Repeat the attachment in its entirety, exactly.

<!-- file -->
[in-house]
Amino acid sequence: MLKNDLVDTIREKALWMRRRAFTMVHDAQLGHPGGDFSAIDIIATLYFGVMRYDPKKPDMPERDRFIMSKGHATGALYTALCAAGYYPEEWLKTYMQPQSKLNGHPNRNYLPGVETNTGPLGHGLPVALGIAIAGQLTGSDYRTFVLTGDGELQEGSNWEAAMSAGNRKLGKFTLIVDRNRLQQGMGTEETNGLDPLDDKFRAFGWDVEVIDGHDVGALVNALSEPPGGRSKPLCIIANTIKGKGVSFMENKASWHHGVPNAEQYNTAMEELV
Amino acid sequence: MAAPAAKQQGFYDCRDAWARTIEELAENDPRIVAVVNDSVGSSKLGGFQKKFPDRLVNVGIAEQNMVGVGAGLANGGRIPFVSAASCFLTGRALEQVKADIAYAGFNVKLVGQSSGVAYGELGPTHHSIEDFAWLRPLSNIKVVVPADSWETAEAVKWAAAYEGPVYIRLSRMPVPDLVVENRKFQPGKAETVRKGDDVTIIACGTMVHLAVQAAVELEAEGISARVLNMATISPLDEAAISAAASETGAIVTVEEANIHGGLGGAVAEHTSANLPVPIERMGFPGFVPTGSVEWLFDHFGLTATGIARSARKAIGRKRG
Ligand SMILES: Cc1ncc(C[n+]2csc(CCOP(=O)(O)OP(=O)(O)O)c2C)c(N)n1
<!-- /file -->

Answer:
[in-house]
Amino acid sequence: MLKNDLVDTIREKALWMRRRAFTMVHDAQLGHPGGDFSAIDIIATLYFGVMRYDPKKPDMPERDRFIMSKGHATGALYTALCAAGYYPEEWLKTYMQPQSKLNGHPNRNYLPGVETNTGPLGHGLPVALGIAIAGQLTGSDYRTFVLTGDGELQEGSNWEAAMSAGNRKLGKFTLIVDRNRLQQGMGTEETNGLDPLDDKFRAFGWDVEVIDGHDVGALVNALSEPPGGRSKPLCIIANTIKGKGVSFMENKASWHHGVPNAEQYNTAMEELV
Amino acid sequence: MAAPAAKQQGFYDCRDAWARTIEELAENDPRIVAVVNDSVGSSKLGGFQKKFPDRLVNVGIAEQNMVGVGAGLANGGRIPFVSAASCFLTGRALEQVKADIAYAGFNVKLVGQSSGVAYGELGPTHHSIEDFAWLRPLSNIKVVVPADSWETAEAVKWAAAYEGPVYIRLSRMPVPDLVVENRKFQPGKAETVRKGDDVTIIACGTMVHLAVQAAVELEAEGISARVLNMATISPLDEAAISAAASETGAIVTVEEANIHGGLGGAVAEHTSANLPVPIERMGFPGFVPTGSVEWLFDHFGLTATGIARSARKAIGRKRG
Ligand SMILES: Cc1ncc(C[n+]2csc(CCOP(=O)(O)OP(=O)(O)O)c2C)c(N)n1